I’m a junkie looking for my fix

By Andy Winemiller - awinemiller@civitasmedia.com

There are a lot of things I love in my life, and I wouldn’t trade any of those for anything.

That stated, I have been wandering the world unfulfilled for about the past year-and-a-half. I’m looking for that next high, but it seems I never quite find it.

Of course, I’m not talking about drugs. I write of adrenaline. The fact is it has been quite some time since my need to feel it pumping through my veins was last met. I can’t imagine what it’s like to be addicted to a drug, but I can tell you not feeding an adrenaline addiction can drive a person nearly to insanity.

I’ve been an adrenaline junkie my whole life. When I was little I used to climb. Then I got the bright idea to start jumping off of things. I always wanted to go a little higher, jump a little further and, of course, go a little faster.

As a teenager I fed my addiction in a number of ways. I played paintball. Those little things hurt just enough to ensure I didn’t want to get shot. This made for a rush as I evaded and returned fire.

We also made it a habit to gather at the stone quarries near my hometown in the summer months. We would jump about 30 feet into the cold water. Though it was momentary, it was a rush to look down and see the water fast approaching.

Then there was whitewater rafting. The New River in West Virginia became an annual destination, and the Gauley River was added to the year’s trips when I had some money, free time and a willing comrade to accompany me.

I also ran the Six-Mile Creek in Alaska. That trip wasn’t the first time I’d swam a class V rapid, but it was the coldest class V rapid I’d ever swam.

Then there’s the Harley. Driving along at 100 mph was once fun, but it only takes one incident to change a person’s mind about just how much fun this might be. I’ve had two. Needless to say, I prefer putting around town now.

Then there was jumping. I love to jump out of planes. I also loved pulling jumpmaster duties. Hanging out of the door of a C-17 flying at 130 knots, 1,000 ft. above the ground is pretty neat.

War probably worsened my addiction. There’s nothing that gets your heart pumping quicker and more intensely than a nice early morning mortar attack.

All of those things have passed though. Pending World War III, I won’t be headed “down range” again. I’m not stupid enough to ride a motorcycle excessively fast anymore, and as I face a hip replacement, the Army pulled the plug on my jumping days.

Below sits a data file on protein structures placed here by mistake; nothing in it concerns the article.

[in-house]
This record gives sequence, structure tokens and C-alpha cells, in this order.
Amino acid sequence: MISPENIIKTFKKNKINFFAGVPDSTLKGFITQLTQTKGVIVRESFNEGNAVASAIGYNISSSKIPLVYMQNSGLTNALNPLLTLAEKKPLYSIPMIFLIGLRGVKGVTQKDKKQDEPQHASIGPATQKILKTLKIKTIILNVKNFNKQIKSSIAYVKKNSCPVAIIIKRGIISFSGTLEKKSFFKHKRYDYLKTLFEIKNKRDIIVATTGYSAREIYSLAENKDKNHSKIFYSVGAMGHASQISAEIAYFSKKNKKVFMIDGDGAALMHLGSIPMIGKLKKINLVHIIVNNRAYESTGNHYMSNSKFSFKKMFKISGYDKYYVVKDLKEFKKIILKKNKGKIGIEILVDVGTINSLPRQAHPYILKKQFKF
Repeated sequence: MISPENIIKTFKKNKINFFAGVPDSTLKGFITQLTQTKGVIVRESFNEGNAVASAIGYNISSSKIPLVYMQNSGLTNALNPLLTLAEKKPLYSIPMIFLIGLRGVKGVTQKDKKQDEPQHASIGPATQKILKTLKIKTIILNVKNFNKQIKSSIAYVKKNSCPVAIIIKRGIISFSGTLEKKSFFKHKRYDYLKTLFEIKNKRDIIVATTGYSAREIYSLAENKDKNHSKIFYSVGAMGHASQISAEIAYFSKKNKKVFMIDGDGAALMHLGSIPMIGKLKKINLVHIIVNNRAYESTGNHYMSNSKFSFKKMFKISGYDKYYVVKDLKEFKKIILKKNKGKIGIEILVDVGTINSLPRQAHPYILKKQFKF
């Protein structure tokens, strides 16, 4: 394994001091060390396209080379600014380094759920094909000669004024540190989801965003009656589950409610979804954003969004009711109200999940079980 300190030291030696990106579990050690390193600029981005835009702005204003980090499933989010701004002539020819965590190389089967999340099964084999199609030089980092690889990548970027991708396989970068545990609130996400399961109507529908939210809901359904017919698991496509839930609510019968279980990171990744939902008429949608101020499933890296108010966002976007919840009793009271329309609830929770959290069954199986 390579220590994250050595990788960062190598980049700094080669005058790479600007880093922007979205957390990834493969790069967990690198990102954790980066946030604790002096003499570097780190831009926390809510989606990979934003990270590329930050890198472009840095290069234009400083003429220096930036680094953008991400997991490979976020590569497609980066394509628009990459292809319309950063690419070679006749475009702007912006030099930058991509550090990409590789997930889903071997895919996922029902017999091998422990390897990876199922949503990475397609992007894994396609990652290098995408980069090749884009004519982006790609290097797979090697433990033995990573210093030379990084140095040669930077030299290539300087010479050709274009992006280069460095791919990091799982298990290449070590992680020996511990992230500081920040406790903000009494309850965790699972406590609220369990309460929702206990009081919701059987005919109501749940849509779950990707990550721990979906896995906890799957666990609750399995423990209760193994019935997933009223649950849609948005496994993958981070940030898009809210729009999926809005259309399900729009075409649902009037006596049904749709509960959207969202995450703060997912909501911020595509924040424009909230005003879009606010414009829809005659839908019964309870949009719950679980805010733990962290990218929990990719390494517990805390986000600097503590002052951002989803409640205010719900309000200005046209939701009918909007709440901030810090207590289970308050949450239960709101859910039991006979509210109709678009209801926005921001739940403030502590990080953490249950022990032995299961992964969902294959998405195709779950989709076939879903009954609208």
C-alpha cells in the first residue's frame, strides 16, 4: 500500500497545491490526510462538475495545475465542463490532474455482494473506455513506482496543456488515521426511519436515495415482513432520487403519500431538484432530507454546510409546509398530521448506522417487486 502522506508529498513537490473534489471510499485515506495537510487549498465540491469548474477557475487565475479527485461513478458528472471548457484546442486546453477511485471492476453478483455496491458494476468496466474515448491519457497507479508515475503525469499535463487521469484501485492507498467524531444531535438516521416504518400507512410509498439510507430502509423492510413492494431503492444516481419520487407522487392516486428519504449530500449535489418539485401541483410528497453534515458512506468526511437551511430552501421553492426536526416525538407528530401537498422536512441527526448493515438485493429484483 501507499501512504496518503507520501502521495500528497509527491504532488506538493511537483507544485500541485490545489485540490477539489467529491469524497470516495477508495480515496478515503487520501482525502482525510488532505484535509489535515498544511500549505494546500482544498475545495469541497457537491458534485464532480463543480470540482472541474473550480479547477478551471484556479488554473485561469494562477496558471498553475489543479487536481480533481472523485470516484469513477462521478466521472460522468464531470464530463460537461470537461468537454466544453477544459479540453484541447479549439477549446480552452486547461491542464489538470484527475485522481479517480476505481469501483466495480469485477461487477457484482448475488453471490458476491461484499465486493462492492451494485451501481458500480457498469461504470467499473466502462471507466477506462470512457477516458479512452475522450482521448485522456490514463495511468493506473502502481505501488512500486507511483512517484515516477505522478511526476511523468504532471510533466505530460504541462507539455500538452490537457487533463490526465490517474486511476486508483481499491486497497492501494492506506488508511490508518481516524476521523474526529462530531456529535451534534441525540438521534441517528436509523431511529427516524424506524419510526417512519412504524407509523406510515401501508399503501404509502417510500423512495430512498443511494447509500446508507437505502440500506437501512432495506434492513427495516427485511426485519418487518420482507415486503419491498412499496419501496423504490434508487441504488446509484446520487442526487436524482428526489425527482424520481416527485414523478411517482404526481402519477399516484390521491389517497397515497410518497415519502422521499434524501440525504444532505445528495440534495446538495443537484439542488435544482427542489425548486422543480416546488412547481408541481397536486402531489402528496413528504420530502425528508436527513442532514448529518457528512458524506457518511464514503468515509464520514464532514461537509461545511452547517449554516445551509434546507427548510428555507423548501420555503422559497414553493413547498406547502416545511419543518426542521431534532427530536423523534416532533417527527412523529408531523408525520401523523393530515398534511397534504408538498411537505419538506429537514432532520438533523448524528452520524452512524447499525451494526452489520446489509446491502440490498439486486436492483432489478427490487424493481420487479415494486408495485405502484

So now I wander the earth looking for my next high.

I did some research regarding what other broken and aging adrenaline junkies have done to get their fix. Thus, I’ve created a new bucket list.

• First, I need to do some wing-walking. That’s right. I’m going to strap myself to the wing of an aircraft and walk, dance or whatever while some guy flies it. A quick Google search seems to indicate I’ll have to go to the United Kingdom to do this as just your average idiot.

• I think, perhaps, I can get a little quicker fix in Las Vegas. I’ll be heading there to bungee jump from the Stratosphere Hotel.

• I can also experience weightlessness here in the United States. However, the flight aboard the Boeing 727 will cost me about $5,000.

• With a trip to China I could hike the world’s most dangerous trail at Mount Huashan.

• Lately, I’ve been tinkering with the idea of building a paramotor. It’s basically a propeller straped to your back. The propulsion coupled with the lift of a parachute allows one to fly high above the ground, and there’s the comfort of knowing you have a parachute. If something goes wrong, just float to the ground. The build could cost me about $10,000.

It seems my addiction isn’t cheap.

What I ask is how have my fellow junkies dealt with this? Have they stolen copper wire from old houses? I heard that’s what junkies are supposed to do. Or do they walk through life feeling unfulfilled? Perhaps, there’s some little known way to get my fix right here in Surry County?

Unless one suffers from my addiction, he or she can’t understand it. For some a good time is had at a meal, and a roller coaster is exciting.

For me, I need to at least have a little glimpse of death to get my heart rate up.


By Andy Winemiller


Andy is a staff writer and may be reached at 415-4698.

Andy is a staff writer and may be reached at 415-4698.

comments powered by Disqus